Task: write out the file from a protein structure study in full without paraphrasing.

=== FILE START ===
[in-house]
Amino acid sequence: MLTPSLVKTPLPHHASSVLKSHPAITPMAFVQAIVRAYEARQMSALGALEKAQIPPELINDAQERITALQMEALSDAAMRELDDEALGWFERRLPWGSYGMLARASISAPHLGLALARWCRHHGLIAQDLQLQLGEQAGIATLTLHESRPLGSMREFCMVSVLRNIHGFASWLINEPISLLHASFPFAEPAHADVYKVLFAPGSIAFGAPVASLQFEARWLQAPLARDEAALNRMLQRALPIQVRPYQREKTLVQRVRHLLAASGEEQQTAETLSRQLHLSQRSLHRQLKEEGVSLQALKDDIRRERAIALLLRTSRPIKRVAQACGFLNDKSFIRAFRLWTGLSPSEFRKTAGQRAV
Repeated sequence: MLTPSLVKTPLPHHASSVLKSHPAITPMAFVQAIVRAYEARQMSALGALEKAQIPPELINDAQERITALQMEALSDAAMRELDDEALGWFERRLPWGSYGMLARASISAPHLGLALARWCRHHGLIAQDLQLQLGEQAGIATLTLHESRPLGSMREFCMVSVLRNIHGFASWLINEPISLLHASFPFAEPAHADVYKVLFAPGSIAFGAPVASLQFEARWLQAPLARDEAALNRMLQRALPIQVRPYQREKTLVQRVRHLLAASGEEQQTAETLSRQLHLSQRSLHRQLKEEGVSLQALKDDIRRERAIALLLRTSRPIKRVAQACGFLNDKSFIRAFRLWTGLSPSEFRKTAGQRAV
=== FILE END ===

[in-house]
Amino acid sequence: MLTPSLVKTPLPHHASSVLKSHPAITPMAFVQAIVRAYEARQMSALGALEKAQIPPELINDAQERITALQMEALSDAAMRELDDEALGWFERRLPWGSYGMLARASISAPHLGLALARWCRHHGLIAQDLQLQLGEQAGIATLTLHESRPLGSMREFCMVSVLRNIHGFASWLINEPISLLHASFPFAEPAHADVYKVLFAPGSIAFGAPVASLQFEARWLQAPLARDEAALNRMLQRALPIQVRPYQREKTLVQRVRHLLAASGEEQQTAETLSRQLHLSQRSLHRQLKEEGVSLQALKDDIRRERAIALLLRTSRPIKRVAQACGFLNDKSFIRAFRLWTGLSPSEFRKTAGQRAV
Repeated sequence: MLTPSLVKTPLPHHASSVLKSHPAITPMAFVQAIVRAYEARQMSALGALEKAQIPPELINDAQERITALQMEALSDAAMRELDDEALGWFERRLPWGSYGMLARASISAPHLGLALARWCRHHGLIAQDLQLQLGEQAGIATLTLHESRPLGSMREFCMVSVLRNIHGFASWLINEPISLLHASFPFAEPAHADVYKVLFAPGSIAFGAPVASLQFEARWLQAPLARDEAALNRMLQRALPIQVRPYQREKTLVQRVRHLLAASGEEQQTAETLSRQLHLSQRSLHRQLKEEGVSLQALKDDIRRERAIALLLRTSRPIKRVAQACGFLNDKSFIRAFRLWTGLSPSEFRKTAGQRAV